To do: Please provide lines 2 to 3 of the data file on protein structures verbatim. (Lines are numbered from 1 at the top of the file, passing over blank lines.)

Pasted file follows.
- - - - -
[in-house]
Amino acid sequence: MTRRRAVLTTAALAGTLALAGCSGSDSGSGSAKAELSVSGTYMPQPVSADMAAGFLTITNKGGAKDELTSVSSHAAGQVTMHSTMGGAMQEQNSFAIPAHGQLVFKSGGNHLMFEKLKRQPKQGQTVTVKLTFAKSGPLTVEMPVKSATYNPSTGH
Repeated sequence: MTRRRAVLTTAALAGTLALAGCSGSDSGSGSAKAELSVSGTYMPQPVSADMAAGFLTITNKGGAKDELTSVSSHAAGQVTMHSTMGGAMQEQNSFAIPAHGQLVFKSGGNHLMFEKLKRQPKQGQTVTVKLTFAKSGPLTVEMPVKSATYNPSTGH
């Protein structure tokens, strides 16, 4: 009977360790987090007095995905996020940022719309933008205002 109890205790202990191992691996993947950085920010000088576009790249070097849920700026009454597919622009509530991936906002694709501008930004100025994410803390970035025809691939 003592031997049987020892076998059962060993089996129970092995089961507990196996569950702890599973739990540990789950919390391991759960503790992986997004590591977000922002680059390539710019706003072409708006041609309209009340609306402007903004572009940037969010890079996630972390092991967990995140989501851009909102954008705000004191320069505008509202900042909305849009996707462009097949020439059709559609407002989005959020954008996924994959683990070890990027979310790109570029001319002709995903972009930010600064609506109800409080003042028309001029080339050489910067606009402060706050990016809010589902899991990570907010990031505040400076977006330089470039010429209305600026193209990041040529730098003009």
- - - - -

Amino acid sequence: MTRRRAVLTTAALAGTLALAGCSGSDSGSGSAKAELSVSGTYMPQPVSADMAAGFLTITNKGGAKDELTSVSSHAAGQVTMHSTMGGAMQEQNSFAIPAHGQLVFKSGGNHLMFEKLKRQPKQGQTVTVKLTFAKSGPLTVEMPVKSATYNPSTGH
Repeated sequence: MTRRRAVLTTAALAGTLALAGCSGSDSGSGSAKAELSVSGTYMPQPVSADMAAGFLTITNKGGAKDELTSVSSHAAGQVTMHSTMGGAMQEQNSFAIPAHGQLVFKSGGNHLMFEKLKRQPKQGQTVTVKLTFAKSGPLTVEMPVKSATYNPSTGH